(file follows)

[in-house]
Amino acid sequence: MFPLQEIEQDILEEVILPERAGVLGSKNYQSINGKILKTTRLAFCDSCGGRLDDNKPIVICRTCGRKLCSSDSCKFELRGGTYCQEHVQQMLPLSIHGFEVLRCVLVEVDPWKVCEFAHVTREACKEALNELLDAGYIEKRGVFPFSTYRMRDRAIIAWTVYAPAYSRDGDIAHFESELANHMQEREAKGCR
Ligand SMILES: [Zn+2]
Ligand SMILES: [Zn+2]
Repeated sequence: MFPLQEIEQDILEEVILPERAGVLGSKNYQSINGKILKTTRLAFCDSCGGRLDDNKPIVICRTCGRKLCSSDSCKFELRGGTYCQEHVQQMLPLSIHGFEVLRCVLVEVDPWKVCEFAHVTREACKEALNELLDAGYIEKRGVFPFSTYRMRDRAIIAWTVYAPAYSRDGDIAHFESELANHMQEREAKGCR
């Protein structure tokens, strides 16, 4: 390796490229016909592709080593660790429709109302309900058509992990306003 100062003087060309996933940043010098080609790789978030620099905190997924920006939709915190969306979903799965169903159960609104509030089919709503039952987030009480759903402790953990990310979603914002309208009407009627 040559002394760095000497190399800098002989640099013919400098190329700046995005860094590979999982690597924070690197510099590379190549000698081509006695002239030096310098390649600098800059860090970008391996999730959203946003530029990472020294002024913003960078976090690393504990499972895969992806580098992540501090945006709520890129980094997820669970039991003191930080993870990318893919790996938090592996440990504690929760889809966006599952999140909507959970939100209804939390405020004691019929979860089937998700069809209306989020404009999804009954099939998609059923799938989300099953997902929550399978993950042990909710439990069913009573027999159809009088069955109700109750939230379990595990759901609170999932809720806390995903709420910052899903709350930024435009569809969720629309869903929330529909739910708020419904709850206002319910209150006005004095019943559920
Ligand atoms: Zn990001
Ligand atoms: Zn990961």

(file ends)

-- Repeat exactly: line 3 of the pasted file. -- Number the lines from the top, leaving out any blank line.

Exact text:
Ligand SMILES: [Zn+2]